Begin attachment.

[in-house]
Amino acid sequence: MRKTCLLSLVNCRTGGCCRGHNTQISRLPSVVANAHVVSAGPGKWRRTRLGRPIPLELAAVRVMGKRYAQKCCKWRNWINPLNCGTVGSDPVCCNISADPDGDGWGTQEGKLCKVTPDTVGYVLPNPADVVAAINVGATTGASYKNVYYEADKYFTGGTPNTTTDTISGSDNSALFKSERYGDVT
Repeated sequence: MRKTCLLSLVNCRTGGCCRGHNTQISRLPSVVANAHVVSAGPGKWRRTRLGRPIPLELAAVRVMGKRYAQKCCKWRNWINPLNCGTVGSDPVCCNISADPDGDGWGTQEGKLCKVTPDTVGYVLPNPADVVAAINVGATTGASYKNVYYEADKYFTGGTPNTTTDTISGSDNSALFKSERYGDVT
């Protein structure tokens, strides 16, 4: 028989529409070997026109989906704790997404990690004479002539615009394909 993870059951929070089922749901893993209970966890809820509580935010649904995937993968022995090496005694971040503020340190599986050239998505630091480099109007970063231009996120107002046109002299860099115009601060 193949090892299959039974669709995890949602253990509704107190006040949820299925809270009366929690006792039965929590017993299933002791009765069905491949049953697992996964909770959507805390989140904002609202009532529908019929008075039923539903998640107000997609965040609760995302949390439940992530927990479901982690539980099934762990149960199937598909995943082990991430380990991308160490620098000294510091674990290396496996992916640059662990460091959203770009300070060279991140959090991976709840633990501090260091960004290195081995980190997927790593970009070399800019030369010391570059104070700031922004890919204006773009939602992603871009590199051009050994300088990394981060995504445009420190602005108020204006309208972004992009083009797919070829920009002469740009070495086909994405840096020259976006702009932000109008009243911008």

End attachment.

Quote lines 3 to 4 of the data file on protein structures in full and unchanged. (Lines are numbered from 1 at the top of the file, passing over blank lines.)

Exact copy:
Repeated sequence: MRKTCLLSLVNCRTGGCCRGHNTQISRLPSVVANAHVVSAGPGKWRRTRLGRPIPLELAAVRVMGKRYAQKCCKWRNWINPLNCGTVGSDPVCCNISADPDGDGWGTQEGKLCKVTPDTVGYVLPNPADVVAAINVGATTGASYKNVYYEADKYFTGGTPNTTTDTISGSDNSALFKSERYGDVT
């Protein structure tokens, strides 16, 4: 028989529409070997026109989906704790997404990690004479002539615009394909 993870059951929070089922749901893993209970966890809820509580935010649904995937993968022995090496005694971040503020340190599986050239998505630091480099109007970063231009996120107002046109002299860099115009601060 193949090892299959039974669709995890949602253990509704107190006040949820299925809270009366929690006792039965929590017993299933002791009765069905491949049953697992996964909770959507805390989140904002609202009532529908019929008075039923539903998640107000997609965040609760995302949390439940992530927990479901982690539980099934762990149960199937598909995943082990991430380990991308160490620098000294510091674990290396496996992916640059662990460091959203770009300070060279991140959090991976709840633990501090260091960004290195081995980190997927790593970009070399800019030369010391570059104070700031922004890919204006773009939602992603871009590199051009050994300088990394981060995504445009420190602005108020204006309208972004992009083009797919070829920009002469740009070495086909994405840096020259976006702009932000109008009243911008």